MURRAY — When looking for the future of hockey in these United States, Murray High School probably isn't at the top of the list for most hockey fans.

That doesn't matter, though, to seven Spartans.

Murray's inline hockey club team pulled off a stunner by winning the USA Hockey national championship last month in Voorhees, New Jersey. The Spartans, despite finishing second in its Utah league, advanced to the national tournament where they outlasted Cherry Hills of New Jersey to the title.

The Spartans, coached by Alan Swenson, started the tournament slowly with one loss and three ties in their first four games, but closed out the three-day tourney in style with a pair of convincing wins, including a 6-3 decision in the championship game.

"Last year we played in it and we didn't have the same style as the other teams but we tried to adapt our style," said Alex Stevens, a senior on the team who scored three goals and had three assists. "This year, we kind of went back to our style."

Tommy Rupp was named to the all-tournament team after leading Murray with 12 goals and six assists. Rodney Mills added 10 goals and six assists.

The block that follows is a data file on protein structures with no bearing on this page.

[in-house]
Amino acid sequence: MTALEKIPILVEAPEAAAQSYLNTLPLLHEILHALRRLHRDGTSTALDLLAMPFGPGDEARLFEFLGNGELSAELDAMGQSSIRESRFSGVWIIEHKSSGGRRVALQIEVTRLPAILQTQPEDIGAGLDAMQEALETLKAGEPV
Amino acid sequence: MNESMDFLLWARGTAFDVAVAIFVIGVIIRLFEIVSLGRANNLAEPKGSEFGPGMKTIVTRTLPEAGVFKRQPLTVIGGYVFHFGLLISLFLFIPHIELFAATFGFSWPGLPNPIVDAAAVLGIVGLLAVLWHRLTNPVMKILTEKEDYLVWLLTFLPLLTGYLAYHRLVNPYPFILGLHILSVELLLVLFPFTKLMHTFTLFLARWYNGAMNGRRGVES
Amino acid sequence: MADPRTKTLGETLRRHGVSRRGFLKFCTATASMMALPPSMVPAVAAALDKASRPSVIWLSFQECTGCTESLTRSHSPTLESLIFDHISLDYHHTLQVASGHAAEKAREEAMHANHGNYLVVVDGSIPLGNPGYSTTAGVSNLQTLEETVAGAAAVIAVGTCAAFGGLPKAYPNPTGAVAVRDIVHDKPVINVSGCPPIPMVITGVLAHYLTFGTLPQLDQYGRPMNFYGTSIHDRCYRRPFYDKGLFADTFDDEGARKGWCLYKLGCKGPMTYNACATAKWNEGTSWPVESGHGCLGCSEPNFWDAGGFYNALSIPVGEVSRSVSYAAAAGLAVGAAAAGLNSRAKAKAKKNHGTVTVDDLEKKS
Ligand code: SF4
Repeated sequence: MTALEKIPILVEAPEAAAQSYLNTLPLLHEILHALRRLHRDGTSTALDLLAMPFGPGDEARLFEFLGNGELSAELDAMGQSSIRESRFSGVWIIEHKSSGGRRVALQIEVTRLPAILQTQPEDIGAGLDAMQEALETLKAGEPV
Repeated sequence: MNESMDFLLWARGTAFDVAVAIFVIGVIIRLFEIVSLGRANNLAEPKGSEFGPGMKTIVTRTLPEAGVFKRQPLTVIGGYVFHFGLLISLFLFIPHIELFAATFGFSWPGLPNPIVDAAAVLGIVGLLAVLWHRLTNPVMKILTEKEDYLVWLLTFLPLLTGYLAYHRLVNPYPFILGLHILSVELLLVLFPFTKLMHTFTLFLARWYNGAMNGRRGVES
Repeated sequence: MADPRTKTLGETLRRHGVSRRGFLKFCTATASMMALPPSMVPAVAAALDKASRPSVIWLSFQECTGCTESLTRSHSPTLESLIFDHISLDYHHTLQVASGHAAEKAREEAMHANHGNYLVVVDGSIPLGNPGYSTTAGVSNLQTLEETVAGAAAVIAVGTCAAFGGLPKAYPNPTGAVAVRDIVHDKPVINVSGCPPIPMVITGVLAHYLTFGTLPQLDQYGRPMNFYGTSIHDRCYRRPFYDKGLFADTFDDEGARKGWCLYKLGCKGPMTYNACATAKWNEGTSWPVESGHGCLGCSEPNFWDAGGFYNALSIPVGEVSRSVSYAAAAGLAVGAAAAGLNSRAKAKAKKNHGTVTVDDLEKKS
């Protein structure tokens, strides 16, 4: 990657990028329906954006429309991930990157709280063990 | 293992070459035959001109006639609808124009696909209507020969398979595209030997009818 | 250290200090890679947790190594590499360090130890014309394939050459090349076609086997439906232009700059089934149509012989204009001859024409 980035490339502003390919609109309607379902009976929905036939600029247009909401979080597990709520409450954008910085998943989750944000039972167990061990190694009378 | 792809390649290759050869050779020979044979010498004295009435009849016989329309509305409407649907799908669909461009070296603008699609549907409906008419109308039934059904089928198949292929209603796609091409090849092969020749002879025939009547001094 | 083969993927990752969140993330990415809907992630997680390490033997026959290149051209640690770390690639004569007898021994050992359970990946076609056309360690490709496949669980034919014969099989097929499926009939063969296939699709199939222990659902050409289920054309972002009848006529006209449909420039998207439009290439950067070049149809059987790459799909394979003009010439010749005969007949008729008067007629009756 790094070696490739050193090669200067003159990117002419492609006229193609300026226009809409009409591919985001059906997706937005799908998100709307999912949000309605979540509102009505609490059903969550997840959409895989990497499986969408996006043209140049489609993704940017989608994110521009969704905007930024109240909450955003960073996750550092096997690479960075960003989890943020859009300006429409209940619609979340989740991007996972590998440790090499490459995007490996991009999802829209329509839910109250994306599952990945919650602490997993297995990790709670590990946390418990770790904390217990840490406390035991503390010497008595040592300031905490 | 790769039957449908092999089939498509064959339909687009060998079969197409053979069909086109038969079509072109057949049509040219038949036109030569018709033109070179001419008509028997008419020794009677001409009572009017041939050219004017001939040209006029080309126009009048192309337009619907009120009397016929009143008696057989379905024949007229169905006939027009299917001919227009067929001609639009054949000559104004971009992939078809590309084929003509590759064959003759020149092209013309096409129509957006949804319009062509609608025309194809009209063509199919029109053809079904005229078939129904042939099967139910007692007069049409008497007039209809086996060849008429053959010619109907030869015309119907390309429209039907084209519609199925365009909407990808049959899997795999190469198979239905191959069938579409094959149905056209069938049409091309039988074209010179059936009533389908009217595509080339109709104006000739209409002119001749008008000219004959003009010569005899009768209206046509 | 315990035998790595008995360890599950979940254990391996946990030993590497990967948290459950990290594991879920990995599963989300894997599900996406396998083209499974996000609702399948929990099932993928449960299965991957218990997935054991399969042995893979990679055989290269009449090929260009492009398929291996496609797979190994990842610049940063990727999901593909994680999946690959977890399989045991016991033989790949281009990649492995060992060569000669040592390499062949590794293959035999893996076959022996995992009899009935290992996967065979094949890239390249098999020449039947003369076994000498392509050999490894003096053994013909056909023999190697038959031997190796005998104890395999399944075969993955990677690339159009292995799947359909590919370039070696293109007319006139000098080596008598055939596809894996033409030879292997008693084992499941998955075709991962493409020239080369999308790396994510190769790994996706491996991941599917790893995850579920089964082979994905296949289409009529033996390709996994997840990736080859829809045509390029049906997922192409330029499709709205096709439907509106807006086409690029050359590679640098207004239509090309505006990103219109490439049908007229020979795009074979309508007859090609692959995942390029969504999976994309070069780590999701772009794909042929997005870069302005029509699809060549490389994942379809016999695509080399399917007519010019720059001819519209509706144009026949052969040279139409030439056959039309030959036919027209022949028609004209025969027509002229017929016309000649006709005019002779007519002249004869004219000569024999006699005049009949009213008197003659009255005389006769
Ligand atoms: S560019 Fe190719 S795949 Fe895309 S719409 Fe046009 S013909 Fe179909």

Brayden Chipman recorded the only shutout in the tournament as Murray's goalkeeper and allowed only 23 goals while minding the net for six games and 144 minutes. Chipman faced more shots than any other keeper in the tournament but had the highest save percentage by turning away 93 of 116 shots fired at him.

Playing against east coast competition took some time for the Spartans to adjust. Their opponents, Stevens said, focus more on skills such as skating and passing while Murray's forte is individual skating and shooting.

"Our seniors really stepped up over the last two games," Stevens said. "This was out last shot playing together since we had so many seniors."

Inline hockey isn't the only game the team enjoys. After a second-place finish to Timpanogos in Utah's ice hockey league, the Spartans laced up the wheels and earned a spot in the national tournament with enough wins locally.

Only three teams advanced to the nationals but Stevens said that worked out better.

"Last year, there were too many teams and things got really kind of dirty for a while. There was way too much checking and hitting. It got too physical," he said. "This year it was pretty good. We all seemed to have better sportsmanship and we actually got to be good friends with one of the teams and spent most of the day off the rink with them."